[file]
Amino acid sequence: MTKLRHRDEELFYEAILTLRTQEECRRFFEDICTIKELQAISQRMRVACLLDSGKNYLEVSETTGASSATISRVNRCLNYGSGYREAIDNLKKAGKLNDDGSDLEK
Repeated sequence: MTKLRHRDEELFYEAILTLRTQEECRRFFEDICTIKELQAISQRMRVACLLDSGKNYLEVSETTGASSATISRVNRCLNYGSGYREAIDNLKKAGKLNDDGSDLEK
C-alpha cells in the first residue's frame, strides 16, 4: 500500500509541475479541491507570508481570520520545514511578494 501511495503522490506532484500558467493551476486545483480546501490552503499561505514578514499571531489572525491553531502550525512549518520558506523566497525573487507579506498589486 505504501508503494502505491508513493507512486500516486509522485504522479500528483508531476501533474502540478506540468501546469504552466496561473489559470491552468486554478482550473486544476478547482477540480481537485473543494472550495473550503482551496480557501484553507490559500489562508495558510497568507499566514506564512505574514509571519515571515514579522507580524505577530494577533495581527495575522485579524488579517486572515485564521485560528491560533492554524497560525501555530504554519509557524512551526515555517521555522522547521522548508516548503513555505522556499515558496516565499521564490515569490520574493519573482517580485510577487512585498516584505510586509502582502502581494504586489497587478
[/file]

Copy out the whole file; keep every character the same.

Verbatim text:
Amino acid sequence: MTKLRHRDEELFYEAILTLRTQEECRRFFEDICTIKELQAISQRMRVACLLDSGKNYLEVSETTGASSATISRVNRCLNYGSGYREAIDNLKKAGKLNDDGSDLEK
Repeated sequence: MTKLRHRDEELFYEAILTLRTQEECRRFFEDICTIKELQAISQRMRVACLLDSGKNYLEVSETTGASSATISRVNRCLNYGSGYREAIDNLKKAGKLNDDGSDLEK
C-alpha cells in the first residue's frame, strides 16, 4: 500500500509541475479541491507570508481570520520545514511578494 501511495503522490506532484500558467493551476486545483480546501490552503499561505514578514499571531489572525491553531502550525512549518520558506523566497525573487507579506498589486 505504501508503494502505491508513493507512486500516486509522485504522479500528483508531476501533474502540478506540468501546469504552466496561473489559470491552468486554478482550473486544476478547482477540480481537485473543494472550495473550503482551496480557501484553507490559500489562508495558510497568507499566514506564512505574514509571519515571515514579522507580524505577530494577533495581527495575522485579524488579517486572515485564521485560528491560533492554524497560525501555530504554519509557524512551526515555517521555522522547521522548508516548503513555505522556499515558496516565499521564490515569490520574493519573482517580485510577487512585498516584505510586509502582502502581494504586489497587478